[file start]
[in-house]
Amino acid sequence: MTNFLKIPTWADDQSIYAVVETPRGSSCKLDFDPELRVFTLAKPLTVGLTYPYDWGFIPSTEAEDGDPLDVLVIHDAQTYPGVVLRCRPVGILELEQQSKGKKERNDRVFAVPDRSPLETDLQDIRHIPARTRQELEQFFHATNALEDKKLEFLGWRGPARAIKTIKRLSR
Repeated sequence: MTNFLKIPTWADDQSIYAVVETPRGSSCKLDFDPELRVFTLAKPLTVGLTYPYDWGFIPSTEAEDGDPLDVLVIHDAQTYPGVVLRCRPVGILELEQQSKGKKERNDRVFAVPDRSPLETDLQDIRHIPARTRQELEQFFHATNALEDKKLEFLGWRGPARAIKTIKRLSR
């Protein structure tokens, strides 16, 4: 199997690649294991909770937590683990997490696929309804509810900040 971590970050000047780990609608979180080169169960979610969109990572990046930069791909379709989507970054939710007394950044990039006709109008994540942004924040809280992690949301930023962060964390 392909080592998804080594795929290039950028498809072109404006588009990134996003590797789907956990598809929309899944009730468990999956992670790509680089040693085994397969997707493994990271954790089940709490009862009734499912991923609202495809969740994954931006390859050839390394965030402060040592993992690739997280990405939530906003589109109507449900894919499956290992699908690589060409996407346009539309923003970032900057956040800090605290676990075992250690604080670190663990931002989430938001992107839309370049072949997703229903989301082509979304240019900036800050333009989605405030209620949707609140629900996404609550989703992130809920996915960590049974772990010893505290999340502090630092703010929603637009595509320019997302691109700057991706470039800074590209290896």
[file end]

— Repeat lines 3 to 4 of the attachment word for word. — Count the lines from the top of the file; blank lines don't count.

Repeated sequence: MTNFLKIPTWADDQSIYAVVETPRGSSCKLDFDPELRVFTLAKPLTVGLTYPYDWGFIPSTEAEDGDPLDVLVIHDAQTYPGVVLRCRPVGILELEQQSKGKKERNDRVFAVPDRSPLETDLQDIRHIPARTRQELEQFFHATNALEDKKLEFLGWRGPARAIKTIKRLSR
């Protein structure tokens, strides 16, 4: 199997690649294991909770937590683990997490696929309804509810900040 971590970050000047780990609608979180080169169960979610969109990572990046930069791909379709989507970054939710007394950044990039006709109008994540942004924040809280992690949301930023962060964390 392909080592998804080594795929290039950028498809072109404006588009990134996003590797789907956990598809929309899944009730468990999956992670790509680089040693085994397969997707493994990271954790089940709490009862009734499912991923609202495809969740994954931006390859050839390394965030402060040592993992690739997280990405939530906003589109109507449900894919499956290992699908690589060409996407346009539309923003970032900057956040800090605290676990075992250690604080670190663990931002989430938001992107839309370049072949997703229903989301082509979304240019900036800050333009989605405030209620949707609140629900996404609550989703992130809920996915960590049974772990010893505290999340502090630092703010929603637009595509320019997302691109700057991706470039800074590209290896």